I saw a friend today I haven’t seen for a really long time. I’ve been avoiding her, because I tend to find her intensity hugely triggering. She has a diagnosis of Borderline Personality Disorder, and has really suffered in her life. She can be dazzlingly insightful and wise, but she can also be massively draining. Being a person who finds the definition and defence of boundaries near impossible, there have been times when I just couldn’t be around her.
Borderline Personality Disorder (BPD) is a hugely complex ‘umbrella term’ diagnosis which comprises a huge range of tendencies and behaviours. Of course, as is the case with any human diagnosis, no two cases are the same. But from what little I know of BPD it is an excruciatingly difficult diagnosis to live with, and often to be around too. There is a kind of push/pull motion that happens in the orbit of people living with this disorder, with cycles of connection and rejection that can be extremely confusing and distressing to those around them. Difficulties with emotional regulation, and obsessive compulsive traits also seem common, and can make the formation and sustenance of relationships really difficult for people living with this condition.
There is some really good information here:
We talked today about our respective struggles, as we always do, and she gave me some really valuable advice. We were talking about what it takes to get better. About how you go about changing your internal state, and addressing the root causes of distress and maladaptive behaviour.
“You have to look your pain in the face”,
she said, and I agreed. The trouble is, I tried to explain, is that I KNOW this. I hear this everywhere I go right now, and whilst it makes sense to me on an intellectual level, I simply have no idea how one goes about actually doing this. What does it really mean to sit with your pain? I feel like I do it every time I sit down, because I AM my pain, but it doesn’t get me anywhere. So how, I asked her, do you do this? What does it really mean?
And she explained that, for her at least, it has been primarily about identifying patterns. She described it as deconstructing her behaviour and considering all the patterned habits that define her day, taking each one in turn, and really thinking about how it feels to engage in those behaviours. She used the example of flirting with men. That has always been a part of who she is and how she relates to the world, but she realised that it wasn’t making her feel good anymore. Perhaps it once served a purpose but that time had passed. So she let it go, and she no longer engages in this behaviour.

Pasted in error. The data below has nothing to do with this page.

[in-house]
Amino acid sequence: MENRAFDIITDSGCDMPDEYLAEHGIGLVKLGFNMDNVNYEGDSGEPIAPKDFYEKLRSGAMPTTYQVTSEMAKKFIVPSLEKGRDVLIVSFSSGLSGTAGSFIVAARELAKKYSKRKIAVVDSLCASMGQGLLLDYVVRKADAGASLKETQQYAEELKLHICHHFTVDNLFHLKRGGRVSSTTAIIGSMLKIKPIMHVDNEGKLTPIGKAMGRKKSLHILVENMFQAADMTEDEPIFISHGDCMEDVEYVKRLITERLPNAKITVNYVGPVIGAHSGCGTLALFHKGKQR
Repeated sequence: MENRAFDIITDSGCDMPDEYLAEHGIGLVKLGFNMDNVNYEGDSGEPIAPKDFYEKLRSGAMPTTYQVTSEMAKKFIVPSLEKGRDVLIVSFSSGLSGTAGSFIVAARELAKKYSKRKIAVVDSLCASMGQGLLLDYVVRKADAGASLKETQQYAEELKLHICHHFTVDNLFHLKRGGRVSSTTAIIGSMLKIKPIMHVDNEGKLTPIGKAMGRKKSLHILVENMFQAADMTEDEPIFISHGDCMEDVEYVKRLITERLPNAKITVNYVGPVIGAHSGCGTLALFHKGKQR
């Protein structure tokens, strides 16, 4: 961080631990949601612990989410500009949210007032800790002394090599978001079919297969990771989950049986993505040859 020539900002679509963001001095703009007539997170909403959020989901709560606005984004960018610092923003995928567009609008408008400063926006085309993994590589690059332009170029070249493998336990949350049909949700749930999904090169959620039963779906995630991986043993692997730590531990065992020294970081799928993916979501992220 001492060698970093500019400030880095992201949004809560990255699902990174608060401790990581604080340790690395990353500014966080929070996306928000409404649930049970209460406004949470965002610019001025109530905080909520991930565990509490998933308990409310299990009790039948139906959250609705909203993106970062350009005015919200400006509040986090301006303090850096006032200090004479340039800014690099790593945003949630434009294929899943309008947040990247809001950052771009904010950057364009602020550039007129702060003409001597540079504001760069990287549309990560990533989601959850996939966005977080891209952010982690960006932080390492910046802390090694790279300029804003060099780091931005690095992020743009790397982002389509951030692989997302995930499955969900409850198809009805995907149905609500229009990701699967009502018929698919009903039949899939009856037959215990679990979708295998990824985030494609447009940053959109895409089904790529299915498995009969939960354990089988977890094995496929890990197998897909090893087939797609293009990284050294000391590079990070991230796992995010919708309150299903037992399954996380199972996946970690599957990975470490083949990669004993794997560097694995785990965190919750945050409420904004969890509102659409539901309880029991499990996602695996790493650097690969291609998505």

The process has also been about, for her, allowing herself to feel all of her feelings. This was fine by me… another one of those instances where I understood with my mind and not my body, but nonetheless something I could relate to. But then she shared that she has been allowing herself to get really angry with herself. Calling herself a ‘stupid fucking bitch’ and really feeling that rage, regret, and bitter self-recrimination that has consumed her for so long. All the anger that she feels towards herself for wrong thoughts, wrong decisions, and wrong actions. Now my first instinct here was to jump in and say NO!!! Don’t do that to yourself, please! It’s not your fault! None of it is your fault, please don’t do that! It was very uncomfortable to hear this, and it didn’t sit well with me at all.
But she explained. These were feelings that she was having, like it or not, and like every other feeling in our bodies, if we don’t allow a channel up and out it will grow, ferment, and slowly poison us from the inside out. She made what felt to me like a very courageous and mature point, that sometimes we need to knock ourselves down a peg or two in order to grow and develop.
I said I felt it was a tight-rope, especially for someone struggling with issues around obsession, addiction and low self esteem, as we can become very attached to negative thinking habits. How do you make sure, I asked, that you don’t get lost in that place? How do you know when to stop? She told me that when she truly allowed herself to feel all of her shame, and her self-loathing and her anger, somehow, when the time was right, it disappeared. Of course it hasn’t gone completely and no doubt it hasn’t gone for good, but she described a new lightness in her being, and I could see it in her. There was a calmness and an ease that I hadn’t seen in her before. She looked beautiful.
What a brave person she is, I thought, and what a radical idea she has put to me. I have spent my whole life doing absolutely anything I could to avoid, ignore and deny all of these feelings that she talked about. And I have expended enormous amounts of energy puzzling the question of HOW. How do you look your pain in the face? How do you start, and how does it end? How do you make sure it doesn’t devour you?
But she has given me new hope, and I feel like giving it a try. I am ready to start considering my habits, and reflecting on how I feel when I do things that feel automatic. And I’m ready to allow a little of the anger that I feel towards the world sometimes, and the people closest to me, to hit the mirror. It’s controversial, and add odds with my understanding of self-care, but I can see that as long as we exclude any part of our emotional experience, we are not truly accepting ourselves as we are. Unheard voices scream the loudest, so I’m going to try and listen a little better. Thank you Sarah, you are a wounded healer and I salute you.